With sneakers and sweatpants transcending the gym and taking to the runway, it is no wonder that sneaker collectors, Emily Hodgson and Emilie Riis, weren’t satisfied with the monotonous selection of women’s sportswear. It’s no secret that the realm of athletic apparel has catered to men, occasionally sprinkling in a few pink and purple pieces to appease the ladies. But last July Emily and Emilie decided to turn their frustration into action, by developing the fantasy site Purple Unicorn Planet.
PUP and the #pleasejustdoit campaign were created by the duo to target the lack of sizing and colorways in Nike trainers. The women, who met while working for the creative agency 18 Feet & Rising in London, came up with the fake online shop to grab the attention of the sportswear giant, featuring an array of popular Nike styles that aren’t available in women’s sizes.
When Nike finally reached out to Emily and Emilie to discuss the issue, it seemed that progress was being made with their movement. After a representative was sent to meet them, Nike issued a statement saying, “We have always been and will continue to be supportive of feedback from our consumers,” and calling the campaign “very interesting.” Unfortunately, Nike has since done little to suggest that they intend to respect the “feedback from [their] consumers.”
We reached out to the PUP creators to catch up on the progress with their campaign and see what their plans are for the future.
When did you both start collecting sneakers?
Emilie Riis: Our trainer collection is modest compared to die-hard sneakerheads. But that’s largely due to the fact that we can’t buy the trainers we want in our size. My favorite style is the Air Force trainer but they rarely make cool designs for women in this shape. My boyfriend is also into trainers so I get to live out my trainer dreams through him.
Emily Hodgson: My first pair of sneakers were K-Swiss Tongue Twisters, which I still love, they’re timeless. Now my collection is mainly Nike, but as Emilie said, it would be bigger and better if I could get the darker colorways with the more interesting textures and designs men get in their range.
Is that the root of the PUP campaign? You guys were fed up with the selection?
EH: It was born out of our joint frustration, months on eBay prowling online and the last straw – a trainer release in London which claimed to cater for both men and women. In fact, most of the sneakers started at a UK6. You can talk something to death, however actually doing something to change status quo was important to us. So we came up with the idea under of the guise of a fantasy shop.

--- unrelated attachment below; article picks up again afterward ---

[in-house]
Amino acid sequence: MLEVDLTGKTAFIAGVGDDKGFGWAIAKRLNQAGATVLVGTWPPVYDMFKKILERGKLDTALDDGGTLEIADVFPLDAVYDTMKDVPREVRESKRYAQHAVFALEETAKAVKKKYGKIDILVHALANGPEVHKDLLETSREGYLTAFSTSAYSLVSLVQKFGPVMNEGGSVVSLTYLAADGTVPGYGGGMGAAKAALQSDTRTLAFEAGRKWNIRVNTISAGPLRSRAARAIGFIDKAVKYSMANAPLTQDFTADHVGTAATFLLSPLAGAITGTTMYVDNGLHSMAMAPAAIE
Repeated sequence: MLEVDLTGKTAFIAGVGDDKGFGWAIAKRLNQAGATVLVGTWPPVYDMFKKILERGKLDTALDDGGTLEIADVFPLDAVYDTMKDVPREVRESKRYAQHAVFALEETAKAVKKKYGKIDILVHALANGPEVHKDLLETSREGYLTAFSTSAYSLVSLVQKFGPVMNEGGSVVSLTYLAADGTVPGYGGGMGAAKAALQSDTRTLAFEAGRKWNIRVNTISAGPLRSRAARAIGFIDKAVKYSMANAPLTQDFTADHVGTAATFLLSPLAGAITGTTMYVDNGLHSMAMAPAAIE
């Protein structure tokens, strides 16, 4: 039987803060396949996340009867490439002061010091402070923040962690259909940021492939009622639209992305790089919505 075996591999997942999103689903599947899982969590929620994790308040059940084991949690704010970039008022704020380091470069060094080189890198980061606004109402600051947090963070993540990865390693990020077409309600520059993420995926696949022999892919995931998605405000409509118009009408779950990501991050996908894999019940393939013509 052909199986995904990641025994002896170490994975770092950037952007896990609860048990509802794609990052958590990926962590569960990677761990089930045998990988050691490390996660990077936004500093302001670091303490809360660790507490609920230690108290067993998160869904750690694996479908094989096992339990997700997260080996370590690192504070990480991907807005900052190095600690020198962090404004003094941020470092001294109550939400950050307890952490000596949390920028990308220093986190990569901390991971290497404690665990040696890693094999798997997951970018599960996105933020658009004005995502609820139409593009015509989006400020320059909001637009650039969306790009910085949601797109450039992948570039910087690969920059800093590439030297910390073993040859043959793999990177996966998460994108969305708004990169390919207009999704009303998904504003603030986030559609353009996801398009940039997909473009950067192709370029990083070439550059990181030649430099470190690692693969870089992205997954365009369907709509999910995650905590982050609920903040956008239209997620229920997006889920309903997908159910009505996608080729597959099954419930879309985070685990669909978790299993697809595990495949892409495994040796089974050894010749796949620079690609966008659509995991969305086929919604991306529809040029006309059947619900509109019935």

ER: We knew, to get the attention from Nike, we had to show them that this is bigger than just Emily and I. We had to build a community of supporters sharing our point of view and frustrations. After speaking to friends and looking online we realized we weren’t alone – there were women out there from all across the globe who too were in search of sneakers that weren’t pink, purple or banana yellow.
I know you both hope that Nike will create the trainers on PUP in women’s sizes, but what other outcomes would you like from your campaign?
ER: We would love for PUP to shake up the whole female sneaker market. We have had feedback from girls saying this is not only a problem with Nike, it’s also a problem with other sportswear brands. There seems to be a general oversight in the market, a misunderstanding of what women want in a sneaker. It would be great if PUP could help put focus on the shortage and help the whole category shape up.
How do you feel about the way Nike has responded? Do you feel they have any intention of producing more women’s sizes?
ER: We are very disappointed about the response from Nike. It doesn’t address the initial question and as such it completely neglects to listen to the thousands of women and men who have expressed their gratitude and support for PUP. By neglecting their audience we feel Nike is doing themselves a huge disservice as it shows us (the customers) that they are only willing to listen to a certain point, which then tells us that they are not listening at all. We know there is a lead-time of up to a year on a shoe. This is currently being used as an excuse to tell us that no brand can turn around a shoe within a shorter time frame. But is this really an excuse? We doubt that you can’t turn around a shoe any quicker if you really wanted to. This also indicates that the trainer market is very inflexible to react to new trends, ideas and customer requests.
Do you think Nike just doesn’t believe in the commercial viability of unisex shoes? What are the pros?
EH: Unisex products are continuing to gain market share, as consumers loosen their gender barriers and many products gain a far broader appeal. We are currently undergoing an interesting shift away from masculine and feminine products, blurring the lines between the sexes to move forward in a more uniformed way.
ER: Brands like Calvin Klein and American Apparel have benefited from this approach. We think it’s good to have a women’s range and a men’s range – and a unisex range. The unisex range should definitely be bigger and more developed and then they should update their women’s range with a better selection of styles and colors. There is still a market for women’s and men’s footwear.